NO FRICATIVES IN AUSTRALIA.

I was pleased to learn, via a thread at Tenser, said the Tensor, that a lack of fricatives or affricates is “virtually universal for all Australian languages, of all families.” Furthermore, the phenomenon is almost entirely limited to Australia and the adjacent regions; the list given by The Tensor (created from the UCLA Phonological Segment Inventory Database) has only two outliers (AUCA: S. American, Andean; DINKA: Nilo-Saharan, Eastern Sudanic, Nilotic, Dinka-Nuer); as he says, “That’s an areal feature if I’ve ever seen one.” And yet another rebuttal to the universalists (who used to claim that all languages have fricatives).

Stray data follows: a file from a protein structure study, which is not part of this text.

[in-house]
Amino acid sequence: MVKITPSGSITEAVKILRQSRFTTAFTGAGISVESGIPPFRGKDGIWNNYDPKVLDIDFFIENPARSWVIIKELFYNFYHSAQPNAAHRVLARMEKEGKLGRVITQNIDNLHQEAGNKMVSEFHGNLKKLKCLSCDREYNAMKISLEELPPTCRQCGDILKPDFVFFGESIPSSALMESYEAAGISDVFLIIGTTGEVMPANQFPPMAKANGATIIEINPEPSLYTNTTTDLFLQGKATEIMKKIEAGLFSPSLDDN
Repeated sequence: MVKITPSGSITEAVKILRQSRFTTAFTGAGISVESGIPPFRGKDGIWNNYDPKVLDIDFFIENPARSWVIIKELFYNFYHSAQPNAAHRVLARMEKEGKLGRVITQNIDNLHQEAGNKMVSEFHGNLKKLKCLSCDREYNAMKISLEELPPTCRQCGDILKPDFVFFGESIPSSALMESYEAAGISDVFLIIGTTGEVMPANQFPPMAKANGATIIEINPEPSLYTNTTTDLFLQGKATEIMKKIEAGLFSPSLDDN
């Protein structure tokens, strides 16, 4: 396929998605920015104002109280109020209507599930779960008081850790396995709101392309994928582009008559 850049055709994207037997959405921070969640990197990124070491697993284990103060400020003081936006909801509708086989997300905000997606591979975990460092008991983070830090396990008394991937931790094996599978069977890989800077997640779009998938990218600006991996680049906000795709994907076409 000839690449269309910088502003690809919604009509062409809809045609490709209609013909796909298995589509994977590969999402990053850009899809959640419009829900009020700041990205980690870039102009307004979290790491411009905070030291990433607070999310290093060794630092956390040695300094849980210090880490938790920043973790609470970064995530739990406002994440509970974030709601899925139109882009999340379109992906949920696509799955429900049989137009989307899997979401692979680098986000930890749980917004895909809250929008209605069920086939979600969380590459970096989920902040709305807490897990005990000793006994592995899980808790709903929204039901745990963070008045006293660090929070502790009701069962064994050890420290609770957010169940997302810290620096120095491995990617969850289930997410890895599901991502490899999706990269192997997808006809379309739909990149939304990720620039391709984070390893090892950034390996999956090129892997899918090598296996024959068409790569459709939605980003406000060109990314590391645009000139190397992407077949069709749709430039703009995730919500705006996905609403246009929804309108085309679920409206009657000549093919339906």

Comments

  1. joe tomei says:

    For some more information about Australian languages, check out this page for some more details. The phonology of Australian languages is very interesting, with 6 way nasal distinctions and no voicing contrast. One wonders what our theories of phonology would look like if we hadn’t lost so many of them…

  2. Yet another rebuttal to the universalists (who used to claim that all languages have fricatives).

    Sign language must have come as a bit of shock, then?

  3. Some Australian languages have fricatives. Kala Lagaw Ya has the word kwasarr for 2 (

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